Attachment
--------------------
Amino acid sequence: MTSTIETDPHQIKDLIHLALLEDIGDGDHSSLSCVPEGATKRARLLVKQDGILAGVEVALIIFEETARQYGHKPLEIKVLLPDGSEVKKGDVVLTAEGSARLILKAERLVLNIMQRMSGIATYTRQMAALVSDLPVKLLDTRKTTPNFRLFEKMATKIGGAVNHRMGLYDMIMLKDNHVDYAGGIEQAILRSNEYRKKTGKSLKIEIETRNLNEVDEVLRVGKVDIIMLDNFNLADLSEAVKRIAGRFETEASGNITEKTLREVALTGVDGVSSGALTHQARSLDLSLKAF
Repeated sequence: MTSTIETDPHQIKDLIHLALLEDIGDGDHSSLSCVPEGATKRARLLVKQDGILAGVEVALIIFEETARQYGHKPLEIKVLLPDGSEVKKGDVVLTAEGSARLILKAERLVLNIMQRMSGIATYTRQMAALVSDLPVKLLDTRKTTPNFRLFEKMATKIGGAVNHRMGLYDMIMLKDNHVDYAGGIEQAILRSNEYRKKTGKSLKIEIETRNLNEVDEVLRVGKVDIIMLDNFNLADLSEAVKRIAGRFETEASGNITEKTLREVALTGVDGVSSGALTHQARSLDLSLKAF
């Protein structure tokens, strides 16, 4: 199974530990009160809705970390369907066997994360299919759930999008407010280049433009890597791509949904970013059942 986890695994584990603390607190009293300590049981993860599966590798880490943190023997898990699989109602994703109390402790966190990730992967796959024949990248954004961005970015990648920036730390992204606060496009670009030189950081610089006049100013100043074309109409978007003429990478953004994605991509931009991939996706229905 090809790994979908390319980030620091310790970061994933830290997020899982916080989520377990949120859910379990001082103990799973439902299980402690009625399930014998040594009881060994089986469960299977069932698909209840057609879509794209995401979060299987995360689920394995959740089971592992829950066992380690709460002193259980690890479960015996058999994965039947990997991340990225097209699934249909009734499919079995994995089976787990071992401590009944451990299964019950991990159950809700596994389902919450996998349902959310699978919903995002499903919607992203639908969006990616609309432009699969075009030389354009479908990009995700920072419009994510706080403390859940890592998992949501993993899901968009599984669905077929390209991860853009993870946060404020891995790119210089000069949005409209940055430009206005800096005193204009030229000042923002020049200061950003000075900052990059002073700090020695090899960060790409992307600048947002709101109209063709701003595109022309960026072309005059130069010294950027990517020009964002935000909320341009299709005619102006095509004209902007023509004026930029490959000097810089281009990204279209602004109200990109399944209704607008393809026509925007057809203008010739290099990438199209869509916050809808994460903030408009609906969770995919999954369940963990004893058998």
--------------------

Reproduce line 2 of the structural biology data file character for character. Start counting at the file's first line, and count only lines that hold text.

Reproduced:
Repeated sequence: MTSTIETDPHQIKDLIHLALLEDIGDGDHSSLSCVPEGATKRARLLVKQDGILAGVEVALIIFEETARQYGHKPLEIKVLLPDGSEVKKGDVVLTAEGSARLILKAERLVLNIMQRMSGIATYTRQMAALVSDLPVKLLDTRKTTPNFRLFEKMATKIGGAVNHRMGLYDMIMLKDNHVDYAGGIEQAILRSNEYRKKTGKSLKIEIETRNLNEVDEVLRVGKVDIIMLDNFNLADLSEAVKRIAGRFETEASGNITEKTLREVALTGVDGVSSGALTHQARSLDLSLKAF